Sexual Themes: A few of your companions make it clear that they’d like to get intimate with a few of your other companions. For example, one of your companions is trapped in a suit of armor, and another makes it clear that she very much wants to know how things are underneath that armor. Nothing too graphic.
Positive Content: Though you’ll soon be ending they’re lives, the bravery and steadfastness of some of the rebel factions is admirable. Many are fighting an oppressive regime right down to the last man. It’s commendable, if futile.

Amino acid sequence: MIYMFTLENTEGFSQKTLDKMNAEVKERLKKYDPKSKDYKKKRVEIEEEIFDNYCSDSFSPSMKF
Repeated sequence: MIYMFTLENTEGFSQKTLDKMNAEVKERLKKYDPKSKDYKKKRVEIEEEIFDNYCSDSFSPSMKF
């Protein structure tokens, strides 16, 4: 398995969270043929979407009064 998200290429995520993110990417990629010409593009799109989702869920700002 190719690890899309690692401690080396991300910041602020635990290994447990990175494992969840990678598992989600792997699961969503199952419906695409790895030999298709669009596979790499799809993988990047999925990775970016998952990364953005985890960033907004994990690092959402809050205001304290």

The tale woven by Tyranny is grand indeed. The game takes place in a region called he Tiers, the last area of the continent left unconquered by the Overlord Kyros. Kyros is served by two armies: the ravenous Scarlet Chorus, who thrive on Chaos and defeat their enemies using brute force and sheer numbers, and the disciplined Disfavored, a group of elite, well-equipped fighters each worth ten regular soldiers. Each army is led by an archon, who possesses immense magical talents. The Chorus is led by the Archon of Secrets, the sinister and delightfully insane Voices of Nerat, while the Disfavored follow Graven Ashe, a gruff battle-hardened type that treats his soldiers as his own children. As you might imagine, these two frequently find themselves at odds. That’s where you come in. You are a Fatebinder, a special agent of Tunon, Archon of Justice, that serves as an executor of Kyros’s Will. It is your job to mediate between these two knuckleheads as they conduct the final conquest of the Tiers.